In 2009, 900,000 people voted for the British National Party in the European elections. Nick Griffin and Andrew Brons, now both ex of that crumbling ruin of a parish, packed themselves off to Brussels for all the EU money they could trough. As I said then:
Morality is basic to socialist politics. But moralism is no basis for socialist analysis. The reasons why people vote for the BNP are complex and multi-faceted. In this respect this piece of excellent research commissioned for Channel Four is a good way in. Among the points about BNP voters' attitudes to race and immigration (which, unsurprisingly are more negative than the national average), there are a large minority for whom such concerns are secondary. But these concerns are not new. They have been part of the British political landscape for a long time, predating even the significant influx of Afro-Caribbean and Asian workers after the war.Apart from the stuff about Labour and working class aspirations, the outpouring of Remain complaints, be it the two million-strong petition for a re-run, David Lammy's ridiculous bid to use Parliament to block Brexit, the frantic retweeting of Leave voters suffering "Bregret", and, of course, the name-calling, it is the 2009 bigot blame game writ large.
But when you couple this with the relative lack of security they feel and their relatively low socio-economic status, scandalous media coverage of race and immigration, and the (correct) belief Labour and the other mainstream parties have abandoned working class aspirations, it's small wonder people are prepared to vote for a party that appears to speak to these concerns - whether they have the Mark of Cain or not.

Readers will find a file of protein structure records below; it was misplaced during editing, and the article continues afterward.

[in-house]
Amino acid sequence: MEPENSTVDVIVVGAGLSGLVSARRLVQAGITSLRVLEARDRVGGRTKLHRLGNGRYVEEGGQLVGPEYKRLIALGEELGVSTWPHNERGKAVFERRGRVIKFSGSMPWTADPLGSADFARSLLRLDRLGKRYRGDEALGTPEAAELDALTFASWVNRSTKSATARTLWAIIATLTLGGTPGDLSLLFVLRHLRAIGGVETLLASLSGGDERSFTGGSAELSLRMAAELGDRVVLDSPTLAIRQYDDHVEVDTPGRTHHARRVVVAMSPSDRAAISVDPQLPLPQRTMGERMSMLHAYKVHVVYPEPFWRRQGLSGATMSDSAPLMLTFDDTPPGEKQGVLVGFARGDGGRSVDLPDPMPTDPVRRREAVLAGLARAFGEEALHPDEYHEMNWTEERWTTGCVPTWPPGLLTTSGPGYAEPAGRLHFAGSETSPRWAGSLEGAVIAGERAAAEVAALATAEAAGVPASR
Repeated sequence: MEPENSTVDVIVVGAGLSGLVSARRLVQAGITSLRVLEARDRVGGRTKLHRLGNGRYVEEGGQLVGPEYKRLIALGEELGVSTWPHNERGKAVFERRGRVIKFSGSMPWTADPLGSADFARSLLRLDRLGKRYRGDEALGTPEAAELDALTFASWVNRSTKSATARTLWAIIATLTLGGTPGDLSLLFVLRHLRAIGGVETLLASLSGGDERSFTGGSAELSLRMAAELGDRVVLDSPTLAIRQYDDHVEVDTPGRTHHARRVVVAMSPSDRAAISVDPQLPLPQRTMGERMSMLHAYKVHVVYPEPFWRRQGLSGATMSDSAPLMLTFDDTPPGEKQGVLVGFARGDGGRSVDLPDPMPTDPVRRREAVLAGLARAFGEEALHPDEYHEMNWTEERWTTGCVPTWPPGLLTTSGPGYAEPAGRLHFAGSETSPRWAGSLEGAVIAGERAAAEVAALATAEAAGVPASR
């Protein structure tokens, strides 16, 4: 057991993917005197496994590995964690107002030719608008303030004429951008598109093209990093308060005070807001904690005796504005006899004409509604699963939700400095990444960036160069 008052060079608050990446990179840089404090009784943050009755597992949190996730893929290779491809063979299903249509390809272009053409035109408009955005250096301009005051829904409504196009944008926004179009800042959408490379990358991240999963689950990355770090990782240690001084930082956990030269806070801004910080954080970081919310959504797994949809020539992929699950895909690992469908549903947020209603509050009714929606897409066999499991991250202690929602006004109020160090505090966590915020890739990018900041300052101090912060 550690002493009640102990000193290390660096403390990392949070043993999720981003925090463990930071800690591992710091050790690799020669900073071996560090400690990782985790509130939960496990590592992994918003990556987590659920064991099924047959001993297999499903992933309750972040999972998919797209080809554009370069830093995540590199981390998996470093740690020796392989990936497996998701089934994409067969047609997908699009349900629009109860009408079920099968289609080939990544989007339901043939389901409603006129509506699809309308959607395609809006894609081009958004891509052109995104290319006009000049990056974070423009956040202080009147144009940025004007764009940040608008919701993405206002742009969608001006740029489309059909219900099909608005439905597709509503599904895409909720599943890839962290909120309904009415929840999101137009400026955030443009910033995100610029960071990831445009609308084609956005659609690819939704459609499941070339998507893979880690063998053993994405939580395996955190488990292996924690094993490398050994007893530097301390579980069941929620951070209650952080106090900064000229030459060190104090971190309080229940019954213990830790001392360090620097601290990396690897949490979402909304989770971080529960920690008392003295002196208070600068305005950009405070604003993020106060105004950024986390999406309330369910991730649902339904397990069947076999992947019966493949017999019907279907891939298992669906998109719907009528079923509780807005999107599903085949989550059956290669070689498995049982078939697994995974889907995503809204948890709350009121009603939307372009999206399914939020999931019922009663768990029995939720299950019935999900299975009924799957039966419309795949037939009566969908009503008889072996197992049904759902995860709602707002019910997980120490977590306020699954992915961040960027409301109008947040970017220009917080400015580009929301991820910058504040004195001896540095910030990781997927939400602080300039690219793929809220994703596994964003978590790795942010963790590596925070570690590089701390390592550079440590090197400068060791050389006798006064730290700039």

Of course, you can understand why people are pissed off. I was in a black mood yesterday, and apart from the lone Brexiter it was like someone had died in the office. I spoke to comrades whose reaction ranged from the angry to the despairing. As the economy tipped into the trash can and anecdotal evidence of increased racist behaviour (as predicted) is doing the rounds, there are millions of people horrified at where the country's going. Their venom and bitterness is entirely understandable and, sad to say, for some the shock has proven so large they may never recover. But every crisis has within it seeds of opportunity. And the most immediate is the huge outpouring of anger from millions with the scurrilous campaign Leave waged. Once the disappointment and London independence nonsense has died down, there are signs a wider politicisation is happening. There is a massive opportunity here for the Labour party and the labour movement to articulate this anger and draw hundreds of thousands into politics. It is possible that despite Thursday's awful setback, the future could belong to us.